Cleaning The Glass: Presbyterian Edition

The Buckeyes looked to be on pace for a record-breaking night against Presbyterian, but a defensive switch in the second half stymied their offense instead. beat writer Adam Jardy offers his take on the win against the Blue Hose and his thoughts on what the game might signal going forward.

I think … that although Ohio State put up 53 points in the first half and jumped out to a 32-point lead, there were a few things on the Buckeye offensive end that were less than desirable.

This was a Blue Hose team that I've heard described as the worst team to play in Columbus in more than a decade. I haven't been on the beat that long, but I'd buy that.

When playing an obviously overmatched team, I think the Buckeyes would have gained a lot more knowledge about themselves and shown a lot more skill had they put the ball on the floor and proved that they can drive the basket. Of OSU's 32 shots from the floor in the first half, 17 of them were from behind the three-point arc.

I'm fine with players taking a couple of threes, but in a game like this it seemed to me like the Buckeyes were just being lazy on the offensive end. We all know by now that Jon Diebler, William Buford, Jeremie Simmons and even David Lighty can hit a three-pointer when they are open. The coaches claim to see it in practice every day, and I buy that.

But can Diebler consistently learn to take a defender to the hold off the dribble? How about Simmons? We don't know the answers to these questions, and a blowout victory against Presbyterian seemed like the perfect time to start finding some answers.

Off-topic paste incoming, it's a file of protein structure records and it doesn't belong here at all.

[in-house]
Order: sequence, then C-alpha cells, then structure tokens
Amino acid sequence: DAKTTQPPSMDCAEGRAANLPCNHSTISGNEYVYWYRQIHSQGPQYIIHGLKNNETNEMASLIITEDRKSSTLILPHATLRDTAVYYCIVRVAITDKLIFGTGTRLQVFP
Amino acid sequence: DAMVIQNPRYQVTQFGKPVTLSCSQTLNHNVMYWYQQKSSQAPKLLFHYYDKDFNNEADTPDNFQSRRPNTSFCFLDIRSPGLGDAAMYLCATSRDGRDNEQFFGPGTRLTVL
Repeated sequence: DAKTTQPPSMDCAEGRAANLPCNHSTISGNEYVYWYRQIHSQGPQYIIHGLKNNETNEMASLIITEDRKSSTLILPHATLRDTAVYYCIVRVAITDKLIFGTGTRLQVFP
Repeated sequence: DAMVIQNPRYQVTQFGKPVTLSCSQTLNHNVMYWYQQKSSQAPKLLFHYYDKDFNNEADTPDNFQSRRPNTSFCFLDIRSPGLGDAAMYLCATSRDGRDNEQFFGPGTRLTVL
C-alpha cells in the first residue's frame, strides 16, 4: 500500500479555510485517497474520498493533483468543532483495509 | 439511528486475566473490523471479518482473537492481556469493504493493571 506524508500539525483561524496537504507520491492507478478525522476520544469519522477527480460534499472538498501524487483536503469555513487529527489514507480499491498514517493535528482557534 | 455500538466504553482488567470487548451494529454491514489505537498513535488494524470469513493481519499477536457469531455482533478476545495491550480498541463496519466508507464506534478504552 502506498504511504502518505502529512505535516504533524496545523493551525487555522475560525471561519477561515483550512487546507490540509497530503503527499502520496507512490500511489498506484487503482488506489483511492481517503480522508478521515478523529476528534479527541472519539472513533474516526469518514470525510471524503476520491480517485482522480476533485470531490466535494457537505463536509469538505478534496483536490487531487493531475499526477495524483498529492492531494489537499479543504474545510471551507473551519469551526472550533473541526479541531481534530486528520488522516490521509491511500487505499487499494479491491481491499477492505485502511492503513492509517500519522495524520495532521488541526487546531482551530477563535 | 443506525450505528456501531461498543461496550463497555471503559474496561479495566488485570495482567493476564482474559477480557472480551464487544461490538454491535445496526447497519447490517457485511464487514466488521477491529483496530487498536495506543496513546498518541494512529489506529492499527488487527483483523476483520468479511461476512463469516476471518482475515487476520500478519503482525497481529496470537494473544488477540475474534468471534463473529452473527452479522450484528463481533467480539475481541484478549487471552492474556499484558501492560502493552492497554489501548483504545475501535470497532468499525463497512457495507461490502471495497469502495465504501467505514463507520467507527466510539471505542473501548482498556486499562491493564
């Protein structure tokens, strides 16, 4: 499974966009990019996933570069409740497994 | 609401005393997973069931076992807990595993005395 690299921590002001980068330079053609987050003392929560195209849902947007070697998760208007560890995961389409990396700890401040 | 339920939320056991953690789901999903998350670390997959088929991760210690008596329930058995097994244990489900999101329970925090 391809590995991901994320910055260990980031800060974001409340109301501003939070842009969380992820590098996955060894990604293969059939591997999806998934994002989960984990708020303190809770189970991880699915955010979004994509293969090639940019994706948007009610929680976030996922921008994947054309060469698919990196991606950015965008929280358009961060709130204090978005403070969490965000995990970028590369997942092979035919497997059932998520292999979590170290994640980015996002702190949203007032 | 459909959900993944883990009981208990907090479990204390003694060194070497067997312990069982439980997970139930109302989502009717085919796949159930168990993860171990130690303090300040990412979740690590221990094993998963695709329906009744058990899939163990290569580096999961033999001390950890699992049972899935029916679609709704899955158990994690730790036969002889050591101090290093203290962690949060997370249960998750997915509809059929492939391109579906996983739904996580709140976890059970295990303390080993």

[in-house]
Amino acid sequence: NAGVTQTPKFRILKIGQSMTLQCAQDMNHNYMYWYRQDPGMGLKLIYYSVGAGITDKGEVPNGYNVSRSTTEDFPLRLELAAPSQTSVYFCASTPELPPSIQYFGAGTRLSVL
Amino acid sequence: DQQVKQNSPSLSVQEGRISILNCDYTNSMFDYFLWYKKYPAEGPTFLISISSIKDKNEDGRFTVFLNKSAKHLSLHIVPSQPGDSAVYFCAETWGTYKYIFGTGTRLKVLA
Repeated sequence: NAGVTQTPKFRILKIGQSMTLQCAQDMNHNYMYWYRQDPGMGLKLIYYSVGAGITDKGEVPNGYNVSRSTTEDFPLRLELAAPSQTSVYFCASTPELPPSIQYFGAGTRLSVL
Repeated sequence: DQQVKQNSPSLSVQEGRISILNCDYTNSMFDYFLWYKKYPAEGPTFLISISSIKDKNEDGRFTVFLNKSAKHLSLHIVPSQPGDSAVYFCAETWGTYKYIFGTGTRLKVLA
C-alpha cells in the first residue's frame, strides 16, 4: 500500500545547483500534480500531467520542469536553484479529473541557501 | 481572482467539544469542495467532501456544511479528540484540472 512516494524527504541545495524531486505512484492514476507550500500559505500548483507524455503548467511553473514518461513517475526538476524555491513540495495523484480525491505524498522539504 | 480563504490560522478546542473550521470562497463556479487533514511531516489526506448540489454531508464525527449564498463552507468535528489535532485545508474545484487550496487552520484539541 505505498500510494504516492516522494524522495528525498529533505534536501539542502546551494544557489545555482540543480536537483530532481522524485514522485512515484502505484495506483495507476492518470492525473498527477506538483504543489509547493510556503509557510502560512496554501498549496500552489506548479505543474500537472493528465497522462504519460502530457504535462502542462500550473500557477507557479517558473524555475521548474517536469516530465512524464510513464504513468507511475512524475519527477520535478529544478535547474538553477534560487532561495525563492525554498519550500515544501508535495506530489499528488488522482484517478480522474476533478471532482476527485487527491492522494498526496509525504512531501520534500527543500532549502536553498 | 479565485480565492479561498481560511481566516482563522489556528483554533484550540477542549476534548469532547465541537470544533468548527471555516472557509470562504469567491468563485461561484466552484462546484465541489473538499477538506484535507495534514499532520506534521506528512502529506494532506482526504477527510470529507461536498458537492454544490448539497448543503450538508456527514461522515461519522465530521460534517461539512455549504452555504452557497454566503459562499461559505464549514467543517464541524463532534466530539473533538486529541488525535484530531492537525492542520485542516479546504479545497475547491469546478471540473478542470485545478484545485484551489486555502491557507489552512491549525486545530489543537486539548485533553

I think … that Lighty got that memo, however. I like the mentality that we've seen in the past few games from the junior. His first step is rapidly becoming one of the fastest in the league, and he seems to be seeing openings better than he ever has before in his OSU career.

When he catches the ball on the wing, Lighty is as dangerous as Turner was to drive the basket. On top of that, he seems to have learned how to do so without losing control of his body – something that has escaped his grasp up until this season.

I think … that William Buford is now the most valuable player on this team. I came to this conclusion with about five minutes left in the game and the Buckeyes ahead by more than 30 points.

After putting up 53 first-half points, OSU slowed down in the second and was only at 76 with 3:22 left. I looked at the bench and realized that Buford had been out of the game for some time, and I realized that the lack of offensive firepower partially stemmed from his absence.

Then head coach Thad Matta made the baffling decision to re-insert Buford into the game at that break with OSU. I know players can get hurt in practice just as easily in games, but there was absolutely no good to come out of putting Buford in for the mop-up minutes of a blowout game.

In post-game interviews, Matta said he left guys in partially to punish them for not playing a full 40 minutes. There is a time and a place for that, and that time and place is not when your best player is on the sidelines with an injury suffered against an outmatched foe.

I think … that plenty of people will look at the 53 first-half points for the Buckeyes and proclaim things being rosy for the Buckeyes without Turner. Those people are wrong.

Both Jon Diebler and Lighty talked after the game about how a mature team should know how to cope with a team playing man-to-man defense. This team did not, and somehow Presbyterian outscored the Buckeyes in the second half, 27-25. That figure can not even be blamed on a number of reserves being put in the game because Matta didn't sub out his starters until the final moment of the game.

That does not bode well for games at, say, Wisconsin. When the Blue Hose switched up their defense, the Buckeyes had little idea how to cope with it. Someone – Lighty, Diebler, Buford, someone – has to step up and lead in that scenario.

I didn't see anyone take that bull by the horns in this game. There are two more chances before Big Ten play opens. Let's see what happens next.

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